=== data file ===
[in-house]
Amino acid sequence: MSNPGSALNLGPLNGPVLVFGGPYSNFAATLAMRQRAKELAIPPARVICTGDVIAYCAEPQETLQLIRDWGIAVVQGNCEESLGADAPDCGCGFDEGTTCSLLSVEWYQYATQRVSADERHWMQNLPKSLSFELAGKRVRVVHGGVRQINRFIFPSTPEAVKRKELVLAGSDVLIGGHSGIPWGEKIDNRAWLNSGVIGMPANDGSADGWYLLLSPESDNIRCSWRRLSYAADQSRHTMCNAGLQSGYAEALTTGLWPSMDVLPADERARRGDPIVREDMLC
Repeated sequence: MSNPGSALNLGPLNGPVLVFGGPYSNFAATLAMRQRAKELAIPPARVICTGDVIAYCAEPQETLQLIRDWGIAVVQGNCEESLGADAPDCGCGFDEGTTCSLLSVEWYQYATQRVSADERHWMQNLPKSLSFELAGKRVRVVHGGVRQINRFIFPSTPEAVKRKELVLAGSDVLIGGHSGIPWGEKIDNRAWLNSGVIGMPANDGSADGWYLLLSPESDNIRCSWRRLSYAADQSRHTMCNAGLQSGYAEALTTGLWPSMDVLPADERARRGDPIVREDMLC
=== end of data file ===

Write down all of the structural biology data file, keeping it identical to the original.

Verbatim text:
[in-house]
Amino acid sequence: MSNPGSALNLGPLNGPVLVFGGPYSNFAATLAMRQRAKELAIPPARVICTGDVIAYCAEPQETLQLIRDWGIAVVQGNCEESLGADAPDCGCGFDEGTTCSLLSVEWYQYATQRVSADERHWMQNLPKSLSFELAGKRVRVVHGGVRQINRFIFPSTPEAVKRKELVLAGSDVLIGGHSGIPWGEKIDNRAWLNSGVIGMPANDGSADGWYLLLSPESDNIRCSWRRLSYAADQSRHTMCNAGLQSGYAEALTTGLWPSMDVLPADERARRGDPIVREDMLC
Repeated sequence: MSNPGSALNLGPLNGPVLVFGGPYSNFAATLAMRQRAKELAIPPARVICTGDVIAYCAEPQETLQLIRDWGIAVVQGNCEESLGADAPDCGCGFDEGTTCSLLSVEWYQYATQRVSADERHWMQNLPKSLSFELAGKRVRVVHGGVRQINRFIFPSTPEAVKRKELVLAGSDVLIGGHSGIPWGEKIDNRAWLNSGVIGMPANDGSADGWYLLLSPESDNIRCSWRRLSYAADQSRHTMCNAGLQSGYAEALTTGLWPSMDVLPADERARRGDPIVREDMLC